Spring Breakers are already starting to fill roadways in and around the mighty Redwood National and State parks here in Klamath, and all along the coast of northern California. One park ranger told Huliq during a March 25 interview, for example, that “The Lorax movie has done a lot to get families with younger children out and about exploring the Redwoods, and that’s a good thing because we all need the wonder of these trees.” At the same time, it was back in the early days of the U.S. environmental movement that famed children’s author Theodore Geisel – known worldwide as “Dr. Seuss” – wrote a simple book about saving the Redwoods and other trees. In turn, that 1971 book is now a popular family film called “Dr. Seuss’s The Lorax,” that opened nationwide earlier this month. In both the book and film, The Lorax delivers the evergreen message: “Trees, that every one needs.”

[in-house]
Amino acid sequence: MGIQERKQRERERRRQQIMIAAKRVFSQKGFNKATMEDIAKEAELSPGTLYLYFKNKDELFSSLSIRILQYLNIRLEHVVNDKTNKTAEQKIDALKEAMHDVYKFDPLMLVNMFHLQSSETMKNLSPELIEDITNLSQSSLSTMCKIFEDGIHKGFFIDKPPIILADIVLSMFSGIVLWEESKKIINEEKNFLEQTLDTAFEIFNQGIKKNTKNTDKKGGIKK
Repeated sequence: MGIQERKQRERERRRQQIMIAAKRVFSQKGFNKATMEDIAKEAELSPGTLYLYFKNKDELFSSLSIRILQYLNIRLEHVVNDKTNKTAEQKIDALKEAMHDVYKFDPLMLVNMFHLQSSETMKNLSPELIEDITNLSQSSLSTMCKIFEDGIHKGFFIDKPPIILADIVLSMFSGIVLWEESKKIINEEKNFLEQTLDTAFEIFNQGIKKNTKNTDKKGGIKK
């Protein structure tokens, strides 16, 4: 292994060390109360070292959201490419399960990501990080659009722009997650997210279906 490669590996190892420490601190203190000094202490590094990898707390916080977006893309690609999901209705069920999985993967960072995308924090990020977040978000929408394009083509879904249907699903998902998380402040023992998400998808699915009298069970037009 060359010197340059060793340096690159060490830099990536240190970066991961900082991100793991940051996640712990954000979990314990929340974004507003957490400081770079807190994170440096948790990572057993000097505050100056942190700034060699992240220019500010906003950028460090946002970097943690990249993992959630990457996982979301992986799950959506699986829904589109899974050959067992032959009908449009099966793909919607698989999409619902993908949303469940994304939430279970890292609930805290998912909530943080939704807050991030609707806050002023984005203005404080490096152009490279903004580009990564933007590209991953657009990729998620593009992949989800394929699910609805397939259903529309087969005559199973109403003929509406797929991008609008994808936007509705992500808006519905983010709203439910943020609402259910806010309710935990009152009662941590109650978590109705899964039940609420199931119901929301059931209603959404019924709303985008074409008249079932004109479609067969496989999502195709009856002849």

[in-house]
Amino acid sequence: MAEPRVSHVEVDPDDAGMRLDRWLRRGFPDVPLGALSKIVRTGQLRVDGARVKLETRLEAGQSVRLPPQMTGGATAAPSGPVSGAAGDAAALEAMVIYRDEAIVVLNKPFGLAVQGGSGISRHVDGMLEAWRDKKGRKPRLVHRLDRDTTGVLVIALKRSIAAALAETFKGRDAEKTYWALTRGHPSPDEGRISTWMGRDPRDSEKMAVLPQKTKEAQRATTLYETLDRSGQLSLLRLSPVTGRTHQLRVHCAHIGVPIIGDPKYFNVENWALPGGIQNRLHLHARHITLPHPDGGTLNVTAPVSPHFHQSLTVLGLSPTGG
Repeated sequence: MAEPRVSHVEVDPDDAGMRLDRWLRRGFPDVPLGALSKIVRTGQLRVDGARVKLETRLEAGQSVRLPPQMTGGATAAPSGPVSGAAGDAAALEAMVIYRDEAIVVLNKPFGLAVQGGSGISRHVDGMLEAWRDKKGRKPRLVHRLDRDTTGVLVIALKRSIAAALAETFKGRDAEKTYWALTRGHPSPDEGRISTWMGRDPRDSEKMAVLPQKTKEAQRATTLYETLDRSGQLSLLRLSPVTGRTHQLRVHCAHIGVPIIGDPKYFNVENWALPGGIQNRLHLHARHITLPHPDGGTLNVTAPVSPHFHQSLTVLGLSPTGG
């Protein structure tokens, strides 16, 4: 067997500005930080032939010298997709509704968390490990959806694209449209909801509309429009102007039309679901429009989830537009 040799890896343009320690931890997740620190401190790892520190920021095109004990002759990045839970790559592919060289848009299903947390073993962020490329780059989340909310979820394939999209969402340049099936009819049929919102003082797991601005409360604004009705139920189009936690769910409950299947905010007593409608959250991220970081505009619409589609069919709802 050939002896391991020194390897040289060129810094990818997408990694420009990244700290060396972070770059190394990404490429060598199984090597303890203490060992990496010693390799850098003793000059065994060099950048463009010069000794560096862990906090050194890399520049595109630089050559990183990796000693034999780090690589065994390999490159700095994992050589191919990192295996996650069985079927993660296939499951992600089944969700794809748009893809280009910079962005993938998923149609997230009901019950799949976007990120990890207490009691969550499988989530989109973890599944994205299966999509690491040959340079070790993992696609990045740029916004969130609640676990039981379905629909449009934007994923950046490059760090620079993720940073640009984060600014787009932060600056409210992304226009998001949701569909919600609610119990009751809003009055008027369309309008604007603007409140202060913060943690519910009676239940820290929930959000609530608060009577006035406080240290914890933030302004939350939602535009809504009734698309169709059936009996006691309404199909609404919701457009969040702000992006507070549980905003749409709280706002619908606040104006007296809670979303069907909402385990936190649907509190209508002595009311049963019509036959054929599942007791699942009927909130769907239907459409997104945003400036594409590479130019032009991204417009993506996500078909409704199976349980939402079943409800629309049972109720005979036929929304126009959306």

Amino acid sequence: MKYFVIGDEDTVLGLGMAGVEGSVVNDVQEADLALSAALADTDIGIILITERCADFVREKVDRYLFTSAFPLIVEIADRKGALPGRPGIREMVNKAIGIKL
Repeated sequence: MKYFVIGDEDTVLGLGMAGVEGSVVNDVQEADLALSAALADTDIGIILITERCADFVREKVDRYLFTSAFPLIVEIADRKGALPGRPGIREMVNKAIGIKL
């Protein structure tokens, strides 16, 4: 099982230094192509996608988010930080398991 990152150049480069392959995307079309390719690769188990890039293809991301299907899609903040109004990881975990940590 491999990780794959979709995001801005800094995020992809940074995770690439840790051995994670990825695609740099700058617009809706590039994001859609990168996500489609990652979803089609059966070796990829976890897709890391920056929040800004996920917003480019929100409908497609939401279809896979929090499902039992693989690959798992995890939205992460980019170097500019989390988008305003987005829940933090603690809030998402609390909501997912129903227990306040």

Lorax and others speak for trees
Visitors to the Redwoods here in Humboldt and Del Norte Counties in northern California are pleasantly surprised that the famed “Redwood National Park” – that was established in 1968 – is still "free" and standing tall, with all four Redwood parks “protecting 45 percent of all remaining Coastal Redwood (Sequoia sempervirens) old-growth forest, totaling almost 39,000 acres,” states an RNSP fact sheet.
In addition to protecting what’s been dubbed as “the tallest and most massive tree species on Earth,” the Redwood National and State Parks (RNSP) preserve other indigenous flora, fauna, grassland prairie, cultural resources, portions of rivers and other streams and “37 miles of breathtaking pristine coastline.”